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IRS Section 179 Used to Purchase ERP Software

IRS Section 179 is a great way to save on your cash outlays when you make ERP system hardware or software investments.If you are thinking of waiting to purchase new ERP software for 2013, DON’T! The tax deductions available in 2012 on ERP hardware and software purchases are too good to pass up.

IRS Section 179 is a great way to save on your cash outlays when you make ERP system hardware or software investments. Check out the investment incentives offered in the IRS (Internal Revenue Service) Section 179 that are designed to stimulate economic activity by saving cash for small and mid-sized companies in the US. Available through the end of 2012, the IRS is offering a big tax deduction package for hardware and off-the-shelf software costs, whether they are outright cash purchases, investments financed with a loan, or purchases through a lease agreement.

Here are the specifics: In 2012 your company is allowed to deduct 100% of your investment costs up to $139,000 as an expense from net taxable income. This deduction makes your investment proposal much more achievable and attractive because it creates a significant and real cash outlay discount on your accounting system purchase.

Here’s an example: Let’s assume that your company plans to spend at least $ 139,000 on new accounting software, and that your company is in the 36% tax bracket. Under Section 179, your tax obligation to the IRS would be reduced by $ 50,040 ($ 139,000* .36), thereby lowering your true net cash investment costs to $88,960! In addition, if you buy hardware also, and invest more than $ 139,000 (up to $ 560,000), then you are also allowed an increased depreciation bonus deduction on any equipment purchased! This bonus deduction is equal to 50% of the difference between the actual purchase price (up to $560,000) and the $ 139,000. This additional depreciation expense bonus further increases that cash discount for your company, thereby lowering even further your net out-of-pocket cash costs of your investment.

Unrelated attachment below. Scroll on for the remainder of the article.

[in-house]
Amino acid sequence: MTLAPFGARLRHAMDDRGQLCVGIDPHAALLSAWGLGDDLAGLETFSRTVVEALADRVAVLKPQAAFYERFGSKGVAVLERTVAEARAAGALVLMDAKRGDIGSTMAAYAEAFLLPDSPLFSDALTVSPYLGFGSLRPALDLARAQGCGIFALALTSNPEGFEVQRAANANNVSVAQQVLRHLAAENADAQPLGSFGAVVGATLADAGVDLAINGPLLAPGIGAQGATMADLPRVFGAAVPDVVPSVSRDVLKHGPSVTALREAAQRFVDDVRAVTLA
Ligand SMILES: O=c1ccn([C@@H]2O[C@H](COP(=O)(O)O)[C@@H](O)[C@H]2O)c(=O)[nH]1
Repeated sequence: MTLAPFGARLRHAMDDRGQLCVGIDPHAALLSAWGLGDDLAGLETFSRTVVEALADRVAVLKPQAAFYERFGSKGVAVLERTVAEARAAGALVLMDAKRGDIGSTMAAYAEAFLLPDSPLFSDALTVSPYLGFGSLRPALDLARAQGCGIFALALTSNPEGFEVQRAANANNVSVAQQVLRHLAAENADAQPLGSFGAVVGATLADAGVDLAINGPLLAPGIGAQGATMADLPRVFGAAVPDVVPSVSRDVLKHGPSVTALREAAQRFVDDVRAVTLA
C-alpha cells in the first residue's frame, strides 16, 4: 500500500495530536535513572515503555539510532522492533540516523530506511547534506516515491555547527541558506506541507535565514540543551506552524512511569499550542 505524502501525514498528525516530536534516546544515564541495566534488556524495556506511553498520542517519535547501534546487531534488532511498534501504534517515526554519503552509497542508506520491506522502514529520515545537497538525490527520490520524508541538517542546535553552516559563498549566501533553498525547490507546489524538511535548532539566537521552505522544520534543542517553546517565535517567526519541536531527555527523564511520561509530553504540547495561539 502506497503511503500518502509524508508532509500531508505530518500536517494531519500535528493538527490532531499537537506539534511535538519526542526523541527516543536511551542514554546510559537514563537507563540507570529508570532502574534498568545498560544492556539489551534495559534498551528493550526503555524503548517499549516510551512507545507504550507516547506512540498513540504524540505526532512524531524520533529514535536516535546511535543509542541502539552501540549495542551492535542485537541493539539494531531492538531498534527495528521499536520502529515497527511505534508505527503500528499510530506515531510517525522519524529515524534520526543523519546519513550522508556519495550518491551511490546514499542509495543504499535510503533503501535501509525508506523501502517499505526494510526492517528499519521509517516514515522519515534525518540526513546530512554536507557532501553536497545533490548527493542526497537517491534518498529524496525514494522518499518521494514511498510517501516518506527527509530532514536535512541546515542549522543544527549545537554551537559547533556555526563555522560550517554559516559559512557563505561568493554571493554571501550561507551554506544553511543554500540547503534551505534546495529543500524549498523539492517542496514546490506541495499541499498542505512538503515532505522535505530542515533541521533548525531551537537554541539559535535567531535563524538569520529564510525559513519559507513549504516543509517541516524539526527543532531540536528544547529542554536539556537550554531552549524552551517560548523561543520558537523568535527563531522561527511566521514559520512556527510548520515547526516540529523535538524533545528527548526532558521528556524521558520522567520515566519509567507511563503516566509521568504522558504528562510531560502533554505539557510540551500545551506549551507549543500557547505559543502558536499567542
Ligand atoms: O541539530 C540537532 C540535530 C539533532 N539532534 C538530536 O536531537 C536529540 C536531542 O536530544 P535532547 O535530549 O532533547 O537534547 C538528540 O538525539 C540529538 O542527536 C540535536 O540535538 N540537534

Here’s a second example: Assume that instead your company decides to spend $ 200,000 on new ERP servers, computers, and printers, and that your company still operates in the 36% tax bracket. In this case, you would still get the $ 139,000 expense in the first year, plus a 50% additional depreciation bonus in the first year of $ 30,500 ($200,000-139,000), and you still get the normal IRS allowable first year depreciation on the remaining amount (20% of $ 30,500) =$ 6,100. These three items add up to a total first year allowable expense deduction of $ 175,600, which will result in a total first year tax savings of $ 63,216. This $63,216 total is a cash discount your company would get from investing in new ERP infrastructure in 2012.

This tax saving would reduce your company’s net cash or after-tax investment costs to a total cash outlay costs of $ 136,874, which is much less than the $200,000 original investment. Further, it is important to consider ERP related investments before the end of 2012 because the US Congress is currently actively thinking about “cleaning up” the tax code and closing down what they feel are unnecessary loopholes and incentives! A final interesting note is that if your investment exceeds the limit of $ 560,000, then this first year deduction (the $ 139,000) is reduced by one dollar for each dollar spent over the $ 560,000. The IRS built in this declining deduction to make this an incentive more for small, medium, or smaller large sized companies. Also, if you do not happen to have a tax obligation this year, then just carry the depreciation bonus forward to a future year! As always, you should thoroughly review the IRS Code Section 179 and get confirmation from your tax professional to make sure that the specifics of this incentive apply to your purchase.

Algorithm is not a tax advice expert. Information contained within this website is not intended to be tax advice. Before making tax or business decisions, please consult your Accountant directly.

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